Cool feature using the RegexReplaceActivity

April 30, 2009 at 1:28 PMHenrik Nilsson

The RegexReplaceActivity that is introduced in the Cortego ILM 2 Workflow Activity Library is using the Regex class of System.Text.RegularExpressions namespace and by using the Replacement parameter of the Replace function we could actually do some real cool stuff. The Replacement parameter of the Replace function is translated into the Replacement property of the RegexReplaceActivity and there is no requirement the Replacement parameter must contain a plain text, it could in fact contain a replacement pattern as well and here is an example taken from the MSDN - Regular Expressions Examples used to change the format of dates. Please notice it's just an example, you're the one that must know how actual values are formatted and I don't know if using the EmployeeEndDate attribute with this example is appropriate.

Replace dates of the form mm/dd/yy with dates of the form dd-mm-yy.

Input value (from Expression): 04/30/09 or 04/30/2009 (there's a 2 to 4 characters quantifier for year in the Regex Pattern)
RegEx Pattern: \b(?<month>\d{1,2})/(?<day>\d{1,2})/(?<year>\d{2,4})\b
Replacement: ${day}-${month}-${year} 

Regex Replace MDYToDMY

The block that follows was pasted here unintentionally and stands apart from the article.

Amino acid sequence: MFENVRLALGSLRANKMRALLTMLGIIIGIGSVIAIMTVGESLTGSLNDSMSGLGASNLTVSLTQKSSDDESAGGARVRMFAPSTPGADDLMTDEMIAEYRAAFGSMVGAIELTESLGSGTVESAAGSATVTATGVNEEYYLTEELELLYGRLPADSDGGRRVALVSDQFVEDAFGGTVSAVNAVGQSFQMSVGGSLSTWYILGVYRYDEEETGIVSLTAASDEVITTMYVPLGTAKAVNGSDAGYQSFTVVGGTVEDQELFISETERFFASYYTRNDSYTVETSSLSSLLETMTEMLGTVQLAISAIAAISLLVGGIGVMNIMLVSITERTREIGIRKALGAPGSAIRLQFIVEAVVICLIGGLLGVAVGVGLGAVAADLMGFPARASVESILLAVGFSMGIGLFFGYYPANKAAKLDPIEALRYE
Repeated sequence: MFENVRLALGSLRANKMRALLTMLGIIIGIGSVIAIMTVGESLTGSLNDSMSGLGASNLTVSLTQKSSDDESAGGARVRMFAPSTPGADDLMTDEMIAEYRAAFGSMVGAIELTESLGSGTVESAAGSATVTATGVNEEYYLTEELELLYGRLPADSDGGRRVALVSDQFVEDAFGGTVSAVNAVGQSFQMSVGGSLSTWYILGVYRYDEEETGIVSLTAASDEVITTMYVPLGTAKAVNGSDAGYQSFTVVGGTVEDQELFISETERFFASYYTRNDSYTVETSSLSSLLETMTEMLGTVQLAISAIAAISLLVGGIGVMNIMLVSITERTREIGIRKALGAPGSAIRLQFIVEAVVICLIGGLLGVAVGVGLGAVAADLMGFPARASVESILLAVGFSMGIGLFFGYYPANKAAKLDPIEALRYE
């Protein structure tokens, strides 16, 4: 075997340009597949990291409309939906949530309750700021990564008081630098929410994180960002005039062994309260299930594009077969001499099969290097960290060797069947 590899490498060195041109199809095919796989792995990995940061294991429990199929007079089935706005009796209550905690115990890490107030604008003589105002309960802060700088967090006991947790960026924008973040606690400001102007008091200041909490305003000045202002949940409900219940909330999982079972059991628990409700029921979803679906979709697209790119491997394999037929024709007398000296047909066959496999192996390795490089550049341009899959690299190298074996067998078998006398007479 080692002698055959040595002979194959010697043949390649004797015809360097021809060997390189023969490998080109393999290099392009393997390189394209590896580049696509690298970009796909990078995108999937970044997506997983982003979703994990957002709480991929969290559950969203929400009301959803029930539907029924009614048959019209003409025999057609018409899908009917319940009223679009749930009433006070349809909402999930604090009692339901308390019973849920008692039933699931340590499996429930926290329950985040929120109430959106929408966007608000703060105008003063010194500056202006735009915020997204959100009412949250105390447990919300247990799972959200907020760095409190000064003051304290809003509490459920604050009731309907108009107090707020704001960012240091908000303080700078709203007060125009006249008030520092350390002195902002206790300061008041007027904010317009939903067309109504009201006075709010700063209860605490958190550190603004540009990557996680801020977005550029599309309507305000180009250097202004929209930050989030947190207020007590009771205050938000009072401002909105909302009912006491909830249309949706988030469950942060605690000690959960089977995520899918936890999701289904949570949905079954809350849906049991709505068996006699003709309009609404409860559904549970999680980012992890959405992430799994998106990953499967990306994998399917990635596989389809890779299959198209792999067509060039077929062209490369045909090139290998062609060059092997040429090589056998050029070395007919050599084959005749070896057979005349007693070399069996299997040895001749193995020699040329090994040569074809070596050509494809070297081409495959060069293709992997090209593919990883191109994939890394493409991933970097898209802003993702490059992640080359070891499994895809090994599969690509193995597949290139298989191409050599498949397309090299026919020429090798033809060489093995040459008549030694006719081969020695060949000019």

Output value (Destination expression): 30-04-09 or 30-04-2009 – isn’t that cooljQuery15207980085869857615_1318365216111?
What happens is that the input data is captured into variables that are then used to format a new value.

Realize what you could do with this, you could in fact simply extract parts from or format input data to what ever you like!
A good source for more info about regular Expressions is .NET Framework Regular Expressions.

Posted in: Forefront Identity Manager | Workflow

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Comments (3) -

Awesome man, Regular Expressions are extremely powerful and as long as you can navigate the patterns you can keep from having to build monolithic functions for specific actions; a RegEx is flexible as you've demonstrated.

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Joe Zamora
Joe Zamora says:

Wow, good stuff!  Here's an online resource for testing your regular expression capture groups:  http://gskinner.com/RegExr/.  If you enter your regex above, and then enter the date (04/30/2009), it will highlight the pattern that's matched.  You can then hold your mouse over the pattern and it will show you the groups that it captured.  Keep up the great work!

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Thanks guys!
Joe, I've tried the online regex editor and it's ok but it can't resolve captured group names very well. I can recommend everyone ty use Regulator that is a great tool for editing Regular Expressions and the best of all, it's free!!!

http://sourceforge.net/projects/regulator/

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